Founded in 2009 by Giuseppe Tripodi, Wines of Italy Ltd., is one of the most prosperous wine import / export companies in Ireland.
Tripodi has over 50 years of experience in the sector, starting as an oenologist, continuing as a restaurateur up to the business of export wine.
Wines of Italy Ltd., puts the vast experience of its founder at the service of the consumer by proposing a large number of companies from all over Italy. Not only wine but also a selection of high quality grappas, liqueurs and craft beers.
Let’s find out more about this reality from the words of Giuseppe Tripodi.
When Wines of Italy was born, what were the difficulties you encountered at the beginning and what goals did you achieve?
Wines of Italy Ltd was founded in January 2010 and, like all commercial activities that have just started, it paid for the difficulties of every start of activity. Difficulties accentuated by the fact that the period was not favorable due to the severe recession that Ireland and the whole world experienced in those years. At that time, some 80,000 Irish people emigrated in search of work, not counting non-Irish residents of the Republic who returned to their countries of origin. The people, although not deprived of going to the restaurant, consumed the necessary and, as regards the wine instead of consuming one or more bottles, they chose the wine by the glass and always the cheapest.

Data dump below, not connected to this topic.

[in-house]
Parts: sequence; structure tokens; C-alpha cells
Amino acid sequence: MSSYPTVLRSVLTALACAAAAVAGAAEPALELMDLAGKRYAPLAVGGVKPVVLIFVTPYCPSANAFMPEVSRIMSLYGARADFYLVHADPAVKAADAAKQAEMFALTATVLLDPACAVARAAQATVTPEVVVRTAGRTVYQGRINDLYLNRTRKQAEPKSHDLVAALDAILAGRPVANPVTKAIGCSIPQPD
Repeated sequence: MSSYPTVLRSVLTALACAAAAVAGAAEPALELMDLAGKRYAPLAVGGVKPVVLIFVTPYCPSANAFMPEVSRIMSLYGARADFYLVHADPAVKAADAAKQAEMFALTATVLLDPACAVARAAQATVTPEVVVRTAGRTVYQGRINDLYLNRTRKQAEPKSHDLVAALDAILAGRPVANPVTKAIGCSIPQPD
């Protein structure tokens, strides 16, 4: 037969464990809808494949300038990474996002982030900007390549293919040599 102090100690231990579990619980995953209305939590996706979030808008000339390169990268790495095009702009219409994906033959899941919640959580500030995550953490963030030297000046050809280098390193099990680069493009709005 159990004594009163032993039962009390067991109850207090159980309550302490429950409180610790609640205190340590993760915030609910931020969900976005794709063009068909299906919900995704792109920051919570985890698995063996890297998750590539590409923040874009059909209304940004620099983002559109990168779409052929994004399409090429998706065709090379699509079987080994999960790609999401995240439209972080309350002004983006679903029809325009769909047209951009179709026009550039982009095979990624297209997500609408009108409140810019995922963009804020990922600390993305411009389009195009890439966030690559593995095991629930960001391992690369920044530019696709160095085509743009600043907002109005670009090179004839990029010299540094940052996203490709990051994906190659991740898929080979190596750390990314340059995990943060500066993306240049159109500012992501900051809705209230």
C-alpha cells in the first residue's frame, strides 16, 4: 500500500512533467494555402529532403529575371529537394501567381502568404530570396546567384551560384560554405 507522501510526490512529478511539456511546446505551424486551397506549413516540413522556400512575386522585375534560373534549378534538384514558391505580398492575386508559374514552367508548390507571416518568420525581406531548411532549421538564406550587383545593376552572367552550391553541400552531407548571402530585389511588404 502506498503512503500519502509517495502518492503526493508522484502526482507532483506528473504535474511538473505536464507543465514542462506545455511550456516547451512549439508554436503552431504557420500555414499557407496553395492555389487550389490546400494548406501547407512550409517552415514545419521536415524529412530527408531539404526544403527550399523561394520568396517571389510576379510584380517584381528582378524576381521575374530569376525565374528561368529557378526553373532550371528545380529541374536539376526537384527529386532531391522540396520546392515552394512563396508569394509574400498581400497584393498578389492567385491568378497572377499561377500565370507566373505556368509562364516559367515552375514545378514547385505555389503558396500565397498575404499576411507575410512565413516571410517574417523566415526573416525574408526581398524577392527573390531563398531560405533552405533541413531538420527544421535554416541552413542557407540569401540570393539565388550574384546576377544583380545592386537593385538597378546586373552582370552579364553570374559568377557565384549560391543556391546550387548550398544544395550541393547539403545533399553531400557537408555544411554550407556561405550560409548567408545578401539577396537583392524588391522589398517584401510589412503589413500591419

The choice of Wine of Italy ltd., from the beginning, was to serve only and exclusively the restaurants, leaving out other possible sales channels. This heavily penalized the first years of activity, given the difficult period.
The most positive aspect, however, apart from my typically Calabrian stubbornness, was having generated sales, despite the moment of crisis. This because, despite starting the business in a complex period, I managed to create strong ties with several restaurateurs, known when I was working as a seller for another importer.
Compared to your beginnings, how has the demand for Italian wine evolved in Ireland? Is there a greater knowledge on the part of your customers of Italian wines or do they trust exclusively your experience?
We are constantly committed to promoting and making imported wines known, both to the customers we serve and to those we plan to acquire because we believe that Italian wine in Ireland is not yet well known in the important variety and quality offered.
We try to explain the quality, richness and diversity offered by the world of wine in Italy. It is not always easy, especially with new customers who, only after a consolidated relationship, increase our suggestions with greater interest.
Are there wines more in demand than others, perhaps coming from specific Italian regions, or does the good name of Italian wine, regardless of the geographical area, still win?
Unfortunately, there are few staff in restaurant halls who can guide customers in the choice of wines. The consumer relies on the list that the restaurateur submits to her/him and, consequently, the customer selects among those few wines that are on the list, making the choice fall on those names sh/he already knows, often without knowing which country those wines come from.
Pinot Grigio and Sauvignon are the most popular Italian white wines with the Gavi di Gavi that is creating more and more space. Chianti, Valpolicella and Nero d’Avola are among the most requested for reds.